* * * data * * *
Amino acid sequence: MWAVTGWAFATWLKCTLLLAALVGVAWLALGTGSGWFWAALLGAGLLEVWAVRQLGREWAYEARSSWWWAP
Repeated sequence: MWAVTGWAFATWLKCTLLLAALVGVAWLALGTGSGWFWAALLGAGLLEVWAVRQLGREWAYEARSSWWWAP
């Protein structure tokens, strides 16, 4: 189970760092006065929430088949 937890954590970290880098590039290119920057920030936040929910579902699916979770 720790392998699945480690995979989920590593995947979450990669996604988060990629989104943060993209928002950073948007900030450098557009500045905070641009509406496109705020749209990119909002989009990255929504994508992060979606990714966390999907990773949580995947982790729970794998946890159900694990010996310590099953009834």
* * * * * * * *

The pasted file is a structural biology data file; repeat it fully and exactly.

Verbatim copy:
Amino acid sequence: MWAVTGWAFATWLKCTLLLAALVGVAWLALGTGSGWFWAALLGAGLLEVWAVRQLGREWAYEARSSWWWAP
Repeated sequence: MWAVTGWAFATWLKCTLLLAALVGVAWLALGTGSGWFWAALLGAGLLEVWAVRQLGREWAYEARSSWWWAP
């Protein structure tokens, strides 16, 4: 189970760092006065929430088949 937890954590970290880098590039290119920057920030936040929910579902699916979770 720790392998699945480690995979989920590593995947979450990669996604988060990629989104943060993209928002950073948007900030450098557009500045905070641009509406496109705020749209990119909002989009990255929504994508992060979606990714966390999907990773949580995947982790729970794998946890159900694990010996310590099953009834």